Tropical peatlands in the Peruvian Amazon exhibit high densities of Mauritia flexuosa palms, which are often cut instead of being climbed for collecting their fruits. This is an important type of forest degradation in the region that could lead to changes in the structure and composition of the forest, quality and quantity of inputs to the peat, soil properties, and greenhouse gas (GHG) fluxes. We studied peat and litterfall characteristics along a forest degradation gradient that included an intact site, a moderately degraded site, and a heavily degraded site. To understand underlying factors driving GHG emissions, we examined the response of in vitro soil microbial GHG emissions to soil moisture variation, and we tested the potential of pneumatophores to conduct GHGs in situ. The soil phosphorus and carbon content and carbon-to-nitrogen ratio as well as the litterfall nitrogen content and carbon-to-nitrogen ratio were significantly affected by forest degradation. Soils from the degraded sites consistently produced more carbon dioxide (CO2) than soils from the intact site during in vitro incubations. The response of CO2 production to changes in water-filled pore space (WFPS) followed a cubic polynomial relationship with maxima at 6070% at the three sites. Methane (CH4) was produced in limited amounts and exclusively under water-saturated conditions. There was no significant response of nitrous oxide (N2O) emissions to WFPS variation. Lastly, the density of pneumatophore decreased drastically as the result of forest degradation and was positively correlated to in situ CH4 emissions. We conclude that recurrent M. flexuosa harvesting could result in a significant increase of in situ CO2 fluxes and a simultaneous decrease in CH4 emissions via pneumatophores. These changes might alter long-term carbon and GHG balances of the peat, and the role of these ecosystems for climate change mitigation, which stresses the need for their protection.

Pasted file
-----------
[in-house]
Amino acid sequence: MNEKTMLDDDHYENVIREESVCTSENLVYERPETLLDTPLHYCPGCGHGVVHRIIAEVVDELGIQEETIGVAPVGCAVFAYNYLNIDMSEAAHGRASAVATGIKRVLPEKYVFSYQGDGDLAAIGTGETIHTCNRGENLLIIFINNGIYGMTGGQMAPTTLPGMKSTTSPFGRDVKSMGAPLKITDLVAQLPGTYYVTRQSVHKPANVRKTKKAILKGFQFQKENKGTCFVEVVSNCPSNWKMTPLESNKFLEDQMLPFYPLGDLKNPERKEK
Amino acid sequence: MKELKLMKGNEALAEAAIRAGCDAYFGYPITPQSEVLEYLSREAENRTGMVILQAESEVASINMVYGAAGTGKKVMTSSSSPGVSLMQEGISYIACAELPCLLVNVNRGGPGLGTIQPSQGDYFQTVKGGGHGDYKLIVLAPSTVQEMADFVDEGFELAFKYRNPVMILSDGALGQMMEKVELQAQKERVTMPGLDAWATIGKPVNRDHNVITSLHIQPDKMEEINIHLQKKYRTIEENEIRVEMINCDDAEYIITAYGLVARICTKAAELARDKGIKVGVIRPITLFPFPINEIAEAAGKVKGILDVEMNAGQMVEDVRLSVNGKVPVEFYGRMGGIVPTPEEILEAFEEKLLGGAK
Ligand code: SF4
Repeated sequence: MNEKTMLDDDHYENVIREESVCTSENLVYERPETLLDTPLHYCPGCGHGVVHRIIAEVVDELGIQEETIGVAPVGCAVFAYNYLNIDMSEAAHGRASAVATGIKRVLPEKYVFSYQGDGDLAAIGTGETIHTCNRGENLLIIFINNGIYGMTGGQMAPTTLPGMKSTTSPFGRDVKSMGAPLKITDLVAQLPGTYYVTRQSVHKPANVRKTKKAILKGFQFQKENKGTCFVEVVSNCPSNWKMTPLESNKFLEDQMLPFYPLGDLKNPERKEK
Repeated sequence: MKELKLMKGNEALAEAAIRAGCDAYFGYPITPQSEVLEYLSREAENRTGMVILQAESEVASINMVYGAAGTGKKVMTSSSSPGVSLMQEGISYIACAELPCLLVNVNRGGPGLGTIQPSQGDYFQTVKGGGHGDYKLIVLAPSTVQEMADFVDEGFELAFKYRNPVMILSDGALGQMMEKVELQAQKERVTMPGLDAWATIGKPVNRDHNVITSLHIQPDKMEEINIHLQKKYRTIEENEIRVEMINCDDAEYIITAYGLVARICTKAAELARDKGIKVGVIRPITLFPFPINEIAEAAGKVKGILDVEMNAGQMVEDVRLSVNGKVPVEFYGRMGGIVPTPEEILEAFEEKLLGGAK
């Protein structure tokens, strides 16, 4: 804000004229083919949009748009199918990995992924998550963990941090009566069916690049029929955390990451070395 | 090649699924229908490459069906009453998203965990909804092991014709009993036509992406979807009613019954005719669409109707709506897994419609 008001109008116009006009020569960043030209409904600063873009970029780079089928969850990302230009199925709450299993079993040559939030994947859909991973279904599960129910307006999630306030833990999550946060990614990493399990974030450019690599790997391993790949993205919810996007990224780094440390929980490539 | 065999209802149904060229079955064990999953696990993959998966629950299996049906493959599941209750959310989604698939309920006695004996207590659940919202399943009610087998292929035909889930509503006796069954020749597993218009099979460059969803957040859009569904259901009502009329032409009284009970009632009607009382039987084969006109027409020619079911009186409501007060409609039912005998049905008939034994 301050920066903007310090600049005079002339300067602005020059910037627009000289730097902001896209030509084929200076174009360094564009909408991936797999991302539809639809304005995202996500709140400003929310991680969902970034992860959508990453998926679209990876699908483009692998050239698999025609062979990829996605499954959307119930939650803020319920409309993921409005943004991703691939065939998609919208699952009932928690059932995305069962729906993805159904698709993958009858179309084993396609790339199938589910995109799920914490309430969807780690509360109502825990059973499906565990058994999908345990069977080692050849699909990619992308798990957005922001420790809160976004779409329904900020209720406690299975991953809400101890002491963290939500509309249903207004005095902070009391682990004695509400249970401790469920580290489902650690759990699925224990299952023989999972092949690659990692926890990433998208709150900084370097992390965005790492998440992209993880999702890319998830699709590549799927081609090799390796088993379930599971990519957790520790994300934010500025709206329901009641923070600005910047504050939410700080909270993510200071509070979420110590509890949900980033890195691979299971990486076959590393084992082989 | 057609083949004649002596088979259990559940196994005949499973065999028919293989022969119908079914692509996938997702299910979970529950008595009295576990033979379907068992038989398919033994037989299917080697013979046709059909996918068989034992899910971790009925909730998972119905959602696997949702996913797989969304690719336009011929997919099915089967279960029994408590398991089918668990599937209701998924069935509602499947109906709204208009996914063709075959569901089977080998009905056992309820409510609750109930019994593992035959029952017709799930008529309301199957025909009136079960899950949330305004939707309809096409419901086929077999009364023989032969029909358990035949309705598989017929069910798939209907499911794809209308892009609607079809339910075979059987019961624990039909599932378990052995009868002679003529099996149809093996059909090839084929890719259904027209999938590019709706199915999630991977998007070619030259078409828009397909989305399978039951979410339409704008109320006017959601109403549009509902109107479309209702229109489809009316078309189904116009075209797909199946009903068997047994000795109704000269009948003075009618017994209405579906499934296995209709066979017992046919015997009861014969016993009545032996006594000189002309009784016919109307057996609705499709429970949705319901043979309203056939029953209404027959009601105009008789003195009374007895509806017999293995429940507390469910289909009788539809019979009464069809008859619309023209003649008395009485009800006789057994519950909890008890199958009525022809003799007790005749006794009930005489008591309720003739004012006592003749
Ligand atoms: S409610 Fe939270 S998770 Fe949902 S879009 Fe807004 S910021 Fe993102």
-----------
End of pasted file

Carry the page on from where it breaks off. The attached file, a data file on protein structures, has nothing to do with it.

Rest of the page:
Topic: peatlands, swamps, greenhouse gases, soil
Publication Year: 2018
Source: Mitigation and Adaptation Strategies for Global ChangeCreative Commons Attribution 4.0 International License.